Al's 5th generation "Rosalie" was so excited
to start 2016 at Al's!
Al’s has defined fine dining in St. Louis for decades, a beloved landmark which has earned its reputation as one of the top restaurants in the U.S. Al's opened in 1925 in what was an old sugar house exchange building. Its owners, Italian immigrants Louise and Albert Barroni, Sr. knew the possibilities a riverfront could provide. Al's humble beginnings started as a tavern serving egg sandwiches to the dock, factory and railroad workers of the bustling, growing St. Louis riverfront. Louise's cooking was so popular, lines formed daily for her simple culinary delights.
Albert Jr. was literally born into the restaurant business the following year. He continued with the restaurant after the deaths of his parents and under his vision, dedication and hard work, grew the restaurant into an award-winning fine dining establishment.
Al refocused, staying in the same location but making a bolder, bigger food statement. The restaurant went from cafeteria-style to culinary sophistication, and St. Louis literally ate it up! Sports celebrities, city leaders, visiting dignitaries and movie stars made it a point to come to Al's Restaurant when in St. Louis.
The riverfront is what gave St. Louis its birth and basis for the thriving metropolis it is today. Al's captures and celebrates this unique feature of St Louis and its history, setting it apart from other restaurants. To quote Bill McClellan, “What makes a city a city is its restaurants”. Al’s is proud to be part of and contributing to the heart of St. Louis; Al's Restaurant is truly a dining destination.
The nondescript landscape surrounding Al's adds to its mystique, totally transforming you once you step through its doorway into classic, elegant yet modern sophistication. Attention to detail, superb tableside service and a passion for culinary excellence provide a dining experience like no other.
Today Al's continues under the leadership of 3rd and 4th generations of the Barroni family. Al's is St. Louis' oldest single-family, locally owned and operated in one location restaurant.
This is the quiet legacy which has defined Al's Restaurant for over 90 years and is now capturing the imagination of a new dining generation in St. Louis. Al's is the recipient of DiRōNA, Top St. Louis Restaurants Zagat Survey, OpenTable Diners' Choice (Best Overall, Best Steak, Romantic, Best Service, Best Ambiance, Special Occasion), Best of CitySearch for Best Steak House, Romantic and Special Occasion, “America's Top Ten Steak Houses”, Playboy Magazine, “Best Steak”, Alive Magazine.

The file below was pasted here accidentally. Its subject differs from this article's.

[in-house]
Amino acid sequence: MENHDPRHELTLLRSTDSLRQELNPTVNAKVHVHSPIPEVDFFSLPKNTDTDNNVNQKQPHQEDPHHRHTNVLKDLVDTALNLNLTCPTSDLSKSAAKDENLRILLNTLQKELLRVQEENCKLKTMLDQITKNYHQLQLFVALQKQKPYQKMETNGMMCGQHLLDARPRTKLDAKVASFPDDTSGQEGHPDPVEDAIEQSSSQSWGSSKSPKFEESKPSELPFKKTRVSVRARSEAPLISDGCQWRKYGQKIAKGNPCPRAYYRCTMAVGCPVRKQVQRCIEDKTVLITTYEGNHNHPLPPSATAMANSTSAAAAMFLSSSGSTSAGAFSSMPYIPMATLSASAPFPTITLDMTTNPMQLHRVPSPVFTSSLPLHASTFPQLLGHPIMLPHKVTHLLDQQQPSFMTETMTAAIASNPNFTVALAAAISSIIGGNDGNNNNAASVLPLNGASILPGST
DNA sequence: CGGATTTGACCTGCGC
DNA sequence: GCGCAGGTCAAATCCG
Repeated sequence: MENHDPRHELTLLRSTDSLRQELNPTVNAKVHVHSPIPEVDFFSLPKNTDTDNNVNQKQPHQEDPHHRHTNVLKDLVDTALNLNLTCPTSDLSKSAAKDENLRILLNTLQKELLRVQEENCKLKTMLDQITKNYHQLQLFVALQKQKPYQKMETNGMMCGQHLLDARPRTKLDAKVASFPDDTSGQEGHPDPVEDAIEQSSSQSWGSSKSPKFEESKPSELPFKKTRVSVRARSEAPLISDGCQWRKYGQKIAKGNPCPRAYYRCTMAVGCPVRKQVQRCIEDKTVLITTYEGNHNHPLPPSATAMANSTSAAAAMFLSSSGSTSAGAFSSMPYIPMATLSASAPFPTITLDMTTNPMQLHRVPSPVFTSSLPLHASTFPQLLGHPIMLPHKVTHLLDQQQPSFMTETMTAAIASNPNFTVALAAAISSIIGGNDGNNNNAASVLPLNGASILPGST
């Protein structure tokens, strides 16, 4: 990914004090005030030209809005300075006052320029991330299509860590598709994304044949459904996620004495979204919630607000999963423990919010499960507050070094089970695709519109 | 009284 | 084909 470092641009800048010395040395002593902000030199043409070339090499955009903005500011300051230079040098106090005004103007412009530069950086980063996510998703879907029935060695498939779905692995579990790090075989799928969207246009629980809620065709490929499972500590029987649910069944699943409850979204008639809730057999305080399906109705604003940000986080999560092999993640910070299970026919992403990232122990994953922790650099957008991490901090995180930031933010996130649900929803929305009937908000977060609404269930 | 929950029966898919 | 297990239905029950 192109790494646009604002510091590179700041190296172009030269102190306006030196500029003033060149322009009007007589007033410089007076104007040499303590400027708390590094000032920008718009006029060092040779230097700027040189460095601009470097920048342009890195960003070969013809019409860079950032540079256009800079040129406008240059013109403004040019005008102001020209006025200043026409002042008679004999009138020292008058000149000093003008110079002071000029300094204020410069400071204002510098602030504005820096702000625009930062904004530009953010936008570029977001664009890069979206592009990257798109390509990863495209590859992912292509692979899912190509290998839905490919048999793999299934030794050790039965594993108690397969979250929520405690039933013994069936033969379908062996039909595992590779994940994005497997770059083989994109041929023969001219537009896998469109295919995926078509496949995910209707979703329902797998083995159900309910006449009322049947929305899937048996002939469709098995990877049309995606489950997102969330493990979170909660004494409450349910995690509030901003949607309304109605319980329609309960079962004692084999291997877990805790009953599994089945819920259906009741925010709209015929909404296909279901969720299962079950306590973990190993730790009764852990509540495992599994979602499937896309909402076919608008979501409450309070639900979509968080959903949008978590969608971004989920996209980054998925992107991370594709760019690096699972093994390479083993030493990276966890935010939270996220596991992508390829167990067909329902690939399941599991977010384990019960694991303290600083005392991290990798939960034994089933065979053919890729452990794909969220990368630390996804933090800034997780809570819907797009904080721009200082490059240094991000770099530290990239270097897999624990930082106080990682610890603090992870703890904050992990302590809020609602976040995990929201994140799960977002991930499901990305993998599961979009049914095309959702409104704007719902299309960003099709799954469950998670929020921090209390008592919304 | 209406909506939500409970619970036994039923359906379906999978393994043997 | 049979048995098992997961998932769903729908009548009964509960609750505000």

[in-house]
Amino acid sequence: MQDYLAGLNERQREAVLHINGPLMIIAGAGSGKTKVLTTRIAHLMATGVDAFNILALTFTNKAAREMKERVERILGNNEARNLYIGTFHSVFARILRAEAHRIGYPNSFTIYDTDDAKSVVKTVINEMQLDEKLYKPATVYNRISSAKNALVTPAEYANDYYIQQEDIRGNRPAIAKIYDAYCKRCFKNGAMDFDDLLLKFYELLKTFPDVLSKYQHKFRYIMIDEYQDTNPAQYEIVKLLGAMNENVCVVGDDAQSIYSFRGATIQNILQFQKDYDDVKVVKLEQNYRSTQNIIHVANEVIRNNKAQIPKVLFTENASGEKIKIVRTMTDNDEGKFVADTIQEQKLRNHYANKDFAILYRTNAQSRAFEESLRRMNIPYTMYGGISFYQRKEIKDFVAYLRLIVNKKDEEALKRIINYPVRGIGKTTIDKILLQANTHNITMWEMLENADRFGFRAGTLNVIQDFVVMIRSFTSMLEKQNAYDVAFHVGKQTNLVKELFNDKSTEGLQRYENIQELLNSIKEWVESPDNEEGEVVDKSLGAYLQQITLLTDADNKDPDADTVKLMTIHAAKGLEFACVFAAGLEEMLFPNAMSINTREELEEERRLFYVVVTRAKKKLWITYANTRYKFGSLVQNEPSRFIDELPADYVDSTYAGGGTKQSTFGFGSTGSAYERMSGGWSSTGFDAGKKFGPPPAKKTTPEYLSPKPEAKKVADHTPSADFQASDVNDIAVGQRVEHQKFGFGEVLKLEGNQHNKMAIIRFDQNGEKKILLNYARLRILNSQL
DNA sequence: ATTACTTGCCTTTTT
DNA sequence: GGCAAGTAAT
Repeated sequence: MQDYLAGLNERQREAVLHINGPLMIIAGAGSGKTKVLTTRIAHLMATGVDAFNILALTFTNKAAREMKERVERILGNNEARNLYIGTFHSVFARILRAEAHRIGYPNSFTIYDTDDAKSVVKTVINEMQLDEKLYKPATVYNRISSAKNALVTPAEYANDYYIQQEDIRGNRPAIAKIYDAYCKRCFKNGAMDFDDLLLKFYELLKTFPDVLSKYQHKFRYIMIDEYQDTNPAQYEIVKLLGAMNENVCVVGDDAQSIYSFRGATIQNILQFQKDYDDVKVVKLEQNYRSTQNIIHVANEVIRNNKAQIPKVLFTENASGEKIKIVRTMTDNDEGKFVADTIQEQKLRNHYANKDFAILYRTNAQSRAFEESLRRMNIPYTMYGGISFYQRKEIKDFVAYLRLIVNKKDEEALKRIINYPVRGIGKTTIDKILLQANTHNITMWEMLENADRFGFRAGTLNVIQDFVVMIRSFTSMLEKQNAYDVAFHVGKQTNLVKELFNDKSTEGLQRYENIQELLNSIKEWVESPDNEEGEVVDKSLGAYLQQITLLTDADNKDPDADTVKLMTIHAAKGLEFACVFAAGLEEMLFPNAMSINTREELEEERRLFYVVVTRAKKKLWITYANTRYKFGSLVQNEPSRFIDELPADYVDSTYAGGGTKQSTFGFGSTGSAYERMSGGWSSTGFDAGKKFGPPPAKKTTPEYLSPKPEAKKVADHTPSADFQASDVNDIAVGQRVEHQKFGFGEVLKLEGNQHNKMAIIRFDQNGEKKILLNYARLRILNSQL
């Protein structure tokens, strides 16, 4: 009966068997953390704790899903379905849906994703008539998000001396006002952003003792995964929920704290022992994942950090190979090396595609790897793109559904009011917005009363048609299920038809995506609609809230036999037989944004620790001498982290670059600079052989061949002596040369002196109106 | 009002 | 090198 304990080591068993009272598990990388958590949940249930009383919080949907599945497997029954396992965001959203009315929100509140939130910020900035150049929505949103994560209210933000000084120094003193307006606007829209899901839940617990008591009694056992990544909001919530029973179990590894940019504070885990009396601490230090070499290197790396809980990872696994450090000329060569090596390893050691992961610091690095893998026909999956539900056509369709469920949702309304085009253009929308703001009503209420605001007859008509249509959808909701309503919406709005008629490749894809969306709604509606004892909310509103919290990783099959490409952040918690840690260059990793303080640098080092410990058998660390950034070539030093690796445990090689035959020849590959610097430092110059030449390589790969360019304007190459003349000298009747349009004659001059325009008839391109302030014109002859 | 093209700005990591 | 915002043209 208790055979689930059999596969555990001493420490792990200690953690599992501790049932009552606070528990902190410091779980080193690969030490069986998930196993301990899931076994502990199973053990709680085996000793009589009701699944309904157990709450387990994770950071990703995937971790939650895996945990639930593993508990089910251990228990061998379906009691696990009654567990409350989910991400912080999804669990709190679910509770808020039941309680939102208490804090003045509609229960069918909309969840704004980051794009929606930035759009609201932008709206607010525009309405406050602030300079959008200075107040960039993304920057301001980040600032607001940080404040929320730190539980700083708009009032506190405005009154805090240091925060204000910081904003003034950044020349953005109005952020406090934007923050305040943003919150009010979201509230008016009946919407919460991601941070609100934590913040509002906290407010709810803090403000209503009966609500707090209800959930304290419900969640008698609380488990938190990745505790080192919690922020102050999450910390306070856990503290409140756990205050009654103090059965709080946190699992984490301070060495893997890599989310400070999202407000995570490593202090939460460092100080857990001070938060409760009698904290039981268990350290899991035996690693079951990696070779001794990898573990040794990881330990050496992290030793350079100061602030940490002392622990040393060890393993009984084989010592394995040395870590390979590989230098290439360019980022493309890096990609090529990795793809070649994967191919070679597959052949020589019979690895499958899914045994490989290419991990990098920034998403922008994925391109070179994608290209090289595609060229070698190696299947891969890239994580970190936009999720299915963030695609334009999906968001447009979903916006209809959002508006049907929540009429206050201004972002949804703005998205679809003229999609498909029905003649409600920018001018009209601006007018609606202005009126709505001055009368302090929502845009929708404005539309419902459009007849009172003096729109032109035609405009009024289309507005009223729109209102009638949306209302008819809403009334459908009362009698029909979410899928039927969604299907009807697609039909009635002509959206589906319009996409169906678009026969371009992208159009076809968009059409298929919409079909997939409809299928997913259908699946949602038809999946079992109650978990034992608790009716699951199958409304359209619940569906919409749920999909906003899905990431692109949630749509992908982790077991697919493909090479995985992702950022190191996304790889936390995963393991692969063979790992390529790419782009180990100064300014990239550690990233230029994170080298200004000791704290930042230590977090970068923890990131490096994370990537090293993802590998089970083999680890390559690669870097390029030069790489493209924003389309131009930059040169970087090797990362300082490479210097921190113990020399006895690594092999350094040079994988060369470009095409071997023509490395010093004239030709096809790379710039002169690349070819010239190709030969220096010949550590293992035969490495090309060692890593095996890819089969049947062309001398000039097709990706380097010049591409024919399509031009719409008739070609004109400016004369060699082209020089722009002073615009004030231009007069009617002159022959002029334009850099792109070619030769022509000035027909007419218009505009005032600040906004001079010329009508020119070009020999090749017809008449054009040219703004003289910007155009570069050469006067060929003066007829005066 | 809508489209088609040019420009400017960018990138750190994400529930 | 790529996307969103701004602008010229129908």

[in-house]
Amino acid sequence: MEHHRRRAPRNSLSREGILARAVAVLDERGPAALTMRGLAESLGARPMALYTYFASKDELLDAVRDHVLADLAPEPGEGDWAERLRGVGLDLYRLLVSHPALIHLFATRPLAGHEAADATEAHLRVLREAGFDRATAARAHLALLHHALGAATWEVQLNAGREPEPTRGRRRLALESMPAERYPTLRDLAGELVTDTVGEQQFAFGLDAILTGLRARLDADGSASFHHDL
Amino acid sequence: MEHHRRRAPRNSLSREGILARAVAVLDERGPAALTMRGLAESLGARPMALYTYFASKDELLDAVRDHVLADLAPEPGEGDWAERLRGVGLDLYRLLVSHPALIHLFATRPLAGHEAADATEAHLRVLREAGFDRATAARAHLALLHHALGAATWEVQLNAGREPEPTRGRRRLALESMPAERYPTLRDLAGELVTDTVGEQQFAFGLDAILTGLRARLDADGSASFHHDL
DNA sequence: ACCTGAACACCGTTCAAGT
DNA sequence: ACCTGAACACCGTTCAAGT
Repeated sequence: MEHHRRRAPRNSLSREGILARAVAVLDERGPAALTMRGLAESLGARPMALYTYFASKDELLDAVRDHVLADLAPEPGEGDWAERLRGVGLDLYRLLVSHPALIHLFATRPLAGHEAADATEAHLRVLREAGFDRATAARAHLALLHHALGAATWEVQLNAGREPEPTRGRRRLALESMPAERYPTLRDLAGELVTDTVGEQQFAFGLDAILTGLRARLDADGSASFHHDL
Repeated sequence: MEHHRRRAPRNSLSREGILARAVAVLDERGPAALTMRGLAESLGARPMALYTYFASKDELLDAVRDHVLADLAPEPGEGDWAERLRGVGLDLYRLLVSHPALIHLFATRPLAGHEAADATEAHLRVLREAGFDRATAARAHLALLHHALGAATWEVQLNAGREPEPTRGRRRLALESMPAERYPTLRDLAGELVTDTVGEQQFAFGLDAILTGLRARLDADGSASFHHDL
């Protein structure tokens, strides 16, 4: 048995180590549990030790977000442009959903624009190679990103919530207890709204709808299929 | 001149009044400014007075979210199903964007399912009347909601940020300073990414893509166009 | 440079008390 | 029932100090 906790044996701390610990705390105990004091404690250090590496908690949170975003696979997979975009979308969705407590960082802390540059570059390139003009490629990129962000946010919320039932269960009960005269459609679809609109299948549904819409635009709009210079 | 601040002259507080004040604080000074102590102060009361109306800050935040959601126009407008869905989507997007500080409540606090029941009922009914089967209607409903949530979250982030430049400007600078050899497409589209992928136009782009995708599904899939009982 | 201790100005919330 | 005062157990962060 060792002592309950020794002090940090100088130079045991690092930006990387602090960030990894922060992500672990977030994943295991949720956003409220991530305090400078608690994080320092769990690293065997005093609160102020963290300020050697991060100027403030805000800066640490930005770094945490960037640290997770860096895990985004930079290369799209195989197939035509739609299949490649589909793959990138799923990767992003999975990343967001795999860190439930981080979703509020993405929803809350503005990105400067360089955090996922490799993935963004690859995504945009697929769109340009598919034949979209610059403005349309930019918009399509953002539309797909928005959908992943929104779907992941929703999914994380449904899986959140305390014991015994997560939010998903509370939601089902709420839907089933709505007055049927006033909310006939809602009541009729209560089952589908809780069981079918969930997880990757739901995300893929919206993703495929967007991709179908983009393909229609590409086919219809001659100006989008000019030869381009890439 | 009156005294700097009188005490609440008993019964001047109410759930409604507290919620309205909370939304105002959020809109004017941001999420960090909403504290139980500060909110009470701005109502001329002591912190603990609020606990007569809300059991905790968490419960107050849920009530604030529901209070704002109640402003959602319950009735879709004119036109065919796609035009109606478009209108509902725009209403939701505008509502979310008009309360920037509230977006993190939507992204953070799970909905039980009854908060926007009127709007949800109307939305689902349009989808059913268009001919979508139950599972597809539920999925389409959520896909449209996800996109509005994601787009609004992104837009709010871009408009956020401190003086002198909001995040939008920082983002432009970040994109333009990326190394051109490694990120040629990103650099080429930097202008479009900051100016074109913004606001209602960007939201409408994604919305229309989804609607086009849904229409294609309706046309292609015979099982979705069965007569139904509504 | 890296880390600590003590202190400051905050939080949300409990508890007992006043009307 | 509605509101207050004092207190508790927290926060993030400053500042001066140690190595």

We are proud of our heritage and honored to mark 92 years of continuous business in the history-rich riverfront area of downtown St. Louis. We are within walking distance from The Four Seasons Hotel, Lumiere Casino, Laclede’s Landing, Convention Center, Busch Stadium and the St. Louis Arch. We invite you to join us for an outstanding dining experience.
Interesting Facts. . .
Al's Riverfront bar/lounge was painted by famed The Muny Opera set designer, Nate Ettlinger
Woodwork hand-carved by monks from a local monastery
Historic original St. Louis riverfront photos are displayed throughout
Robert M. Rucker original oil paintings on display (paintings were given to Louise Barroni to display in trade for food while developing his skill for steamboats. (Rucker returned to his native New Orleans and became a renowned riverboat artist.)
The right choice for a big dinner in St. Louis Daniel Neman St. Louis Post-Dispatch 10.12.16
These 17 Old Restaurants In Missouri Have Stood The Test Of Time Only In Your State March 2016
The Riverfront Times January 2016
KMOX (Charlie Brennan & Debbie Monterey) Interview July 8, 2015
Landmarks Association Newsletter, Spring 2015
Ladue News April 2015
St. Louis Magazine January 2015
10 More of America's Best Historic Restaurants
CNN.com (travel section)
St. Louis Magazine May 2013 Issue
Original water color by Marilynne Bradley
Visit the AntiqueWarehouse for more information.
The Antique Warehouse is dedicated to the acquisition, restoration,
conservation, study, exhibition, and educational interpretation of
objects having historical significance.